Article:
Anyway, if you combine all the scores like this, you get an overall correlation of r = .03, which is not statistically significant... and even if it were, it is still so close to zero that it wouldn't make any real difference to anything.

3 - Odds of moving up or down
The correlation coefficients above all implicitly assume that the effects of one year's shooting percentage on the next year's would happen in a linear way. While that's often a reasonable assumption, it isn't always, so I divided the shooting percents for each year up into deciles, and looked to see how much teams moved from one year to the next.
To illustrate what this means, the 3 teams that shot the worst in a given year were placed into a bucked labelled "0", and the next 3 worst shooting teams were put together into a bucked labelled "1", and so on, all the way up to the best 3 shooting teams that were put into a bucket labelled "9". That exercise was repeated for each of the 5 years. You can then subtract the decile rank that any team achieved in a given from the rank they managed the previous year, and see if they stayed in about the same spot (relative to the rest of the league), or if they moved considerably up or down.
I calculated the moves that each team made across each pair of consecutive years, and counted how many teams moved zero spots, how many moved one spot, how many moved two, all the way up to the number who moved the maximum of 9 spots (I didn't care in which direction). If shooting percentages are consistent then you would expect these numbers to be fairly small, as the bad shooting teams would keep on shooting worse than everyone else, the good shooting teams would continue shooting better, and everyone else would stay somewhere in the middle.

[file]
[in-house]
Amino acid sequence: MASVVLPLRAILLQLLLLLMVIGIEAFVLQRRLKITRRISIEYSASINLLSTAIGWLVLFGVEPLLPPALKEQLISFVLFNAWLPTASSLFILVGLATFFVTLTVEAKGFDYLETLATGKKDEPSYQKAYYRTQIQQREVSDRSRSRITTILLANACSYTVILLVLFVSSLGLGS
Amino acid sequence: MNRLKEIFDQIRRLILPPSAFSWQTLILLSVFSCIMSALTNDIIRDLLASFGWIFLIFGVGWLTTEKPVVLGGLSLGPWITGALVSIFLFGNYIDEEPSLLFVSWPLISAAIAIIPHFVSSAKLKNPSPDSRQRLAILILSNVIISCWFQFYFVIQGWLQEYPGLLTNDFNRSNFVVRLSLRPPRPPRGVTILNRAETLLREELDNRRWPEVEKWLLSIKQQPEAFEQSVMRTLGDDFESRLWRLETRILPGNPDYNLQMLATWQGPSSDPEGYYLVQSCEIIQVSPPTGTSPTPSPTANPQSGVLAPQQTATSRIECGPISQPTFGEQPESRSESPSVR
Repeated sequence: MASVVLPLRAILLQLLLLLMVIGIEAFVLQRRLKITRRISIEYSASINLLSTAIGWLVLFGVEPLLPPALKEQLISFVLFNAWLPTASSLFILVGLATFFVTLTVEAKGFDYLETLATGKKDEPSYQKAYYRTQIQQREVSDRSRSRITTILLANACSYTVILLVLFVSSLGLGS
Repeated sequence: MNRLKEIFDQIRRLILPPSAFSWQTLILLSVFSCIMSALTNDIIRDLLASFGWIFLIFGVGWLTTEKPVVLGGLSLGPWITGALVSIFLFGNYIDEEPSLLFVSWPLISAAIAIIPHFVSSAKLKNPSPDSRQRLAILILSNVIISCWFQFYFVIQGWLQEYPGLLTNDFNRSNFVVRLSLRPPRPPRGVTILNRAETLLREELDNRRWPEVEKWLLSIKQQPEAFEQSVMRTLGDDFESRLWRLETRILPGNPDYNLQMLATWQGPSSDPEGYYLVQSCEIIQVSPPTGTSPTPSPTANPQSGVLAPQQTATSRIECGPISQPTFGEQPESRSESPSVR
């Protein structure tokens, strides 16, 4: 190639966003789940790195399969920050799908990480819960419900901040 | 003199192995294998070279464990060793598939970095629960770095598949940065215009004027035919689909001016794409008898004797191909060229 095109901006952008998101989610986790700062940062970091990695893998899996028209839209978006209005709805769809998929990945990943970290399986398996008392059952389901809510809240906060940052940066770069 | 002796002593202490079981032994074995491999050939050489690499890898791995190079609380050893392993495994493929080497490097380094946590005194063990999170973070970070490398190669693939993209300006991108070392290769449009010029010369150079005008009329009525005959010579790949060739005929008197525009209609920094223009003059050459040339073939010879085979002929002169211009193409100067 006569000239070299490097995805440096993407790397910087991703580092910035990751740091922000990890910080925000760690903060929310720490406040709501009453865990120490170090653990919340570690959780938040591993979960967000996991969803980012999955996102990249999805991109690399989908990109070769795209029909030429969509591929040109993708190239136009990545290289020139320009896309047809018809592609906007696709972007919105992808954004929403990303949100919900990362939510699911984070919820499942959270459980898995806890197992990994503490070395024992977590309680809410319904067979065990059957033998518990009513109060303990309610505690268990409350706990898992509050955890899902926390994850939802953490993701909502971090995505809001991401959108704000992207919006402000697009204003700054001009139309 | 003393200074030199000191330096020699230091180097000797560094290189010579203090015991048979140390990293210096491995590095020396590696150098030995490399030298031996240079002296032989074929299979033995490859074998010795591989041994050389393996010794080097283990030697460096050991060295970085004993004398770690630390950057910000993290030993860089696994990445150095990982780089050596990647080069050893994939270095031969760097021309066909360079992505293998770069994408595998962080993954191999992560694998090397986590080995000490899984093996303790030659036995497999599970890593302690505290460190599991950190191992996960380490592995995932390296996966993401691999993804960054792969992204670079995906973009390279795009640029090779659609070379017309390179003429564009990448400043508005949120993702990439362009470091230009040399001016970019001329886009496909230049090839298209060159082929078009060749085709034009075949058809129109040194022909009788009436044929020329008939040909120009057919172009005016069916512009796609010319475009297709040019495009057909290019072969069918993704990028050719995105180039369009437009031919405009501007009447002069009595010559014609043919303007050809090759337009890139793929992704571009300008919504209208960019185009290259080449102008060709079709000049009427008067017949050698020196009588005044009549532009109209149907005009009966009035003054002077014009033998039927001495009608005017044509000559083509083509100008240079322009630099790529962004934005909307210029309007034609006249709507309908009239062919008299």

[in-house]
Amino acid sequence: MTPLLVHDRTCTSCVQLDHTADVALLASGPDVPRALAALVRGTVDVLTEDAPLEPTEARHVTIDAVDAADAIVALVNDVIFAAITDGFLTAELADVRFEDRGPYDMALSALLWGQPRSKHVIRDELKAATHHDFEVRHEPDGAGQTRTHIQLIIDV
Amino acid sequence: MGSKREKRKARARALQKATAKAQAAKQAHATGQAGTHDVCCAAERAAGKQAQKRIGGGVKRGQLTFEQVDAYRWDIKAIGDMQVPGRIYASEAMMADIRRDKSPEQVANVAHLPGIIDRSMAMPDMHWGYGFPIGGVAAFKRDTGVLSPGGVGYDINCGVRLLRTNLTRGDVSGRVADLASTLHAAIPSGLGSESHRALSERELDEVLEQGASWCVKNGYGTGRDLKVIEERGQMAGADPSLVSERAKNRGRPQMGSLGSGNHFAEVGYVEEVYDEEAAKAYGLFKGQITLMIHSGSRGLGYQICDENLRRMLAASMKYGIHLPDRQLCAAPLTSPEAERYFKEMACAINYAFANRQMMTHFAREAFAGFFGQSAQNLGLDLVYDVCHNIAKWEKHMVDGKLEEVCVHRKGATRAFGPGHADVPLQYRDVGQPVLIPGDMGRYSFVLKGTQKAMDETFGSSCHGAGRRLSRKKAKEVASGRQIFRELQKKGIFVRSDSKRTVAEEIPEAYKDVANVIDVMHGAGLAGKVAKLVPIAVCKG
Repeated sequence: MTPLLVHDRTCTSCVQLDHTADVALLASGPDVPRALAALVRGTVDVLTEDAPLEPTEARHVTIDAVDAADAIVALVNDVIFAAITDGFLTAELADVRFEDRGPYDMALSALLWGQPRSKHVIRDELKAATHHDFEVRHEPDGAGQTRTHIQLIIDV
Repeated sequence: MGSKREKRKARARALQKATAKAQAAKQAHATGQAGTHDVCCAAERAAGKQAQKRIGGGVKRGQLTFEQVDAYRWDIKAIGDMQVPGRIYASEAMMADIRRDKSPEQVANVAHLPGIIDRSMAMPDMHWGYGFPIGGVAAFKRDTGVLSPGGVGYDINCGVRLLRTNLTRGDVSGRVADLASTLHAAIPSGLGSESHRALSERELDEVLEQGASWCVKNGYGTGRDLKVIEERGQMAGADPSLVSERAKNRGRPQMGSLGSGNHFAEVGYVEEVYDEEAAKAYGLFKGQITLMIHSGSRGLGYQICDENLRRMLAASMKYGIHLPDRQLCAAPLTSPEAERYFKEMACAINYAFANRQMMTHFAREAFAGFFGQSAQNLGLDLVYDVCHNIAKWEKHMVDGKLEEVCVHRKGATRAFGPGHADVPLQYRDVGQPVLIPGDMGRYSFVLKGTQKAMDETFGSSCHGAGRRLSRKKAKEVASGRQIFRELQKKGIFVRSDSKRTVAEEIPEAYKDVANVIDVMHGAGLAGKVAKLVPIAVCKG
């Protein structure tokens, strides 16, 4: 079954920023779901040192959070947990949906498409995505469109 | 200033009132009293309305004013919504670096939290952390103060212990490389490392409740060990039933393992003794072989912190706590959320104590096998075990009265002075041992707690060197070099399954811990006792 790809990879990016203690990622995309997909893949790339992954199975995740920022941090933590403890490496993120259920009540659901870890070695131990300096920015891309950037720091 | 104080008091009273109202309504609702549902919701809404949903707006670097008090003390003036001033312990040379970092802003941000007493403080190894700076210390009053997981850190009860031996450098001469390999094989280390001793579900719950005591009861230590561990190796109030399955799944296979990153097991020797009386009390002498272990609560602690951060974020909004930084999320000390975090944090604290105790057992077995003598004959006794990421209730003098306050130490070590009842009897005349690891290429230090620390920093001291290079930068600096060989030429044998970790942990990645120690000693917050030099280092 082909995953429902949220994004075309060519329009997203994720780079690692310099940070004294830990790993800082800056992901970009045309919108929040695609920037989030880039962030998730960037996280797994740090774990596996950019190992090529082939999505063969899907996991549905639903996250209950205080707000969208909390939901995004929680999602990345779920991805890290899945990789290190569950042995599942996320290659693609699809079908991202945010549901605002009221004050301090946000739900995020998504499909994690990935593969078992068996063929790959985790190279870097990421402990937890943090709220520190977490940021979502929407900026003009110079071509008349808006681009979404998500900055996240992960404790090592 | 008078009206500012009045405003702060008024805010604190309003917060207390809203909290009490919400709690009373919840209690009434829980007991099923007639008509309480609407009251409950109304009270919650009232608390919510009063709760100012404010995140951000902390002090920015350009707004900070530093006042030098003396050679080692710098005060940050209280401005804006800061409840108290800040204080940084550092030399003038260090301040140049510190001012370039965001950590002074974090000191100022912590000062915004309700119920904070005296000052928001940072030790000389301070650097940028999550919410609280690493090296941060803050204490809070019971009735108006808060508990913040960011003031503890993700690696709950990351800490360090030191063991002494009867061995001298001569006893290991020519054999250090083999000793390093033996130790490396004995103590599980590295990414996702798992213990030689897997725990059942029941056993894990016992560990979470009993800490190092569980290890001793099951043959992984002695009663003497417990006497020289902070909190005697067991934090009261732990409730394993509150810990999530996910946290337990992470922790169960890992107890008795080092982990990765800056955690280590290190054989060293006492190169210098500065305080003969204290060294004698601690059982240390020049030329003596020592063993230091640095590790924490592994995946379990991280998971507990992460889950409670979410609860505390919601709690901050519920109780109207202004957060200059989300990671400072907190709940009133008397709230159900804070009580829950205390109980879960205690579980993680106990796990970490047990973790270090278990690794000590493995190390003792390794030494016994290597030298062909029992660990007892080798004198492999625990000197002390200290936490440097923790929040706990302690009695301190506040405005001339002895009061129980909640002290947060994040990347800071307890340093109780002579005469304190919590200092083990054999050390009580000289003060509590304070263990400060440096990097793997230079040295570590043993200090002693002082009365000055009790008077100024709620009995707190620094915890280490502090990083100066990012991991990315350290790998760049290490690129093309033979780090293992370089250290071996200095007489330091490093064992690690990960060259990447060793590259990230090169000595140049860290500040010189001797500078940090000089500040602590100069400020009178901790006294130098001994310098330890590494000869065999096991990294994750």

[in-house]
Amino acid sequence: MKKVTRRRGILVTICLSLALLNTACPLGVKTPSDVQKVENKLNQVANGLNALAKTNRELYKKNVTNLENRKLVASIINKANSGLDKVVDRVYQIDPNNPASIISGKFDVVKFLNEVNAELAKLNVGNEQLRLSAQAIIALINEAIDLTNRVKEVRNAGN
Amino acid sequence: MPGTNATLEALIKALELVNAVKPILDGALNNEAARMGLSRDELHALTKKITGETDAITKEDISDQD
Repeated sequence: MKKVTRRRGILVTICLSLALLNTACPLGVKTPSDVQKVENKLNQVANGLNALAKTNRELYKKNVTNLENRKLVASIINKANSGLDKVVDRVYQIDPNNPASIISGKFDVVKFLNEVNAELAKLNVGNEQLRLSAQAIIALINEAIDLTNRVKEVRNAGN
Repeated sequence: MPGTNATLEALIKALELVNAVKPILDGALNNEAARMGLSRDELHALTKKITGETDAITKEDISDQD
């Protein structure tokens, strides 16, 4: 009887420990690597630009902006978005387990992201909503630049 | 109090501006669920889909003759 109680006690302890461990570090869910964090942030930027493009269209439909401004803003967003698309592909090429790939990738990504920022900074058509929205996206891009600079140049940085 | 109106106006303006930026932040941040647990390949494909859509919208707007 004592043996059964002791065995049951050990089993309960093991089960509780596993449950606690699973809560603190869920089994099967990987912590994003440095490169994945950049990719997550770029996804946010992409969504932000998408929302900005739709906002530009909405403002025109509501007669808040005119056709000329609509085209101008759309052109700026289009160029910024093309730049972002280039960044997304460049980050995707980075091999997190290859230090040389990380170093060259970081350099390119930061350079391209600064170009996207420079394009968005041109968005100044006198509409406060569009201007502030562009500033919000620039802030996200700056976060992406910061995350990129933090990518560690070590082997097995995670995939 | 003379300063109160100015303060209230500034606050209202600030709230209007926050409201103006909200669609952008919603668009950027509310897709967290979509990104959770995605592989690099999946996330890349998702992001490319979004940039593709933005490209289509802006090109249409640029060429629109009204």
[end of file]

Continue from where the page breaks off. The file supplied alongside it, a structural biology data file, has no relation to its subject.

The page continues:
At first blush this analysis looks promising - you see a lot of low numbers, and not many high ones. But then if you think about it more, that's exactly what you would expect to see. After all, it's difficult for a team to move up or down 9 spots, because the only way you can do it is to start off as one of the bottom 3 teams and move to the top, or to be one of the top 3 teams and move down. If you are one of the 24 teams who started somewhere in between then you cannot possibly move 9 spots, regardless of how you do in the second year. In contrast, anybody can move two spots. In fact, most teams have a double chance of moving two spots, because they can go either one up, OR go one down.
If you game out what the likelihood of any given team moving any given number of spots is, and you plot that against the actual amount of movement seen. Assuming that I did this right, here is what you get:



"1" here means: "you were in the exact same decile on year 2 that you were on year 1", and "10" here means: "you started in the bottom decile and moved to the top, or you started in the top and moved to the bottom". As you can see there's a very slight trend for teams to stay a bit more stationary in the rankings than you would expect, but it doesn't seem very pronounced.
Bottom Line:
It just doesn't look good for the idea that team shooting percentage is sustainable.


Set up

Unfortunately don't give us the data we need here. Their statistics for individual players give no indication of the number of shots that they took, so we don't have any way of calculating shooting percentages. Fortunately SkinnyFish was able to point me at Hockey Reference, where they do have the requisite numbers. The interface was a bit clumsy, but if you keep manually editing the URL to get different years, and cut 'n pasting the numbers off each page into excel, you can get what you need. I scooped the numbers for 7 consecutive years (2006-7 through to 2012-13). Unfortunately they don't break out ES from PP shooting percentages, so I was forced to use the overall numbers, but I did try a way to get around this a bit (see below).

Once I wrestled these into SAS, here were the next steps:

  1. Delete defensemen
  2. Delete anyone who played less than 40 games in a given year (let's keep our sample sizes up here people)
  3. Recode "WPG as "ATL", because it's the same team FFS.
  4. Delete anyone whose team was coded as "TOT" - I assume that means they were traded mid-year.
  5. Ranked the players on each team, in each year, by average ice time, and delete everyone who wasn't in the top 6.
  6. Calculate an average shooting percent for those top 6 forwards on each team, in each year
  7. Repeated the same 3 analyses as I ran above for whole team shooting percents.

1 - Series of correlations

YEARS correlation significant
2006 to 2007 ..41 p<.05
2007 to 2008 .26 NS
2008 to 2008 .14 NS
2009 to 2010 .21 NS
2010 to 2011 .13 NS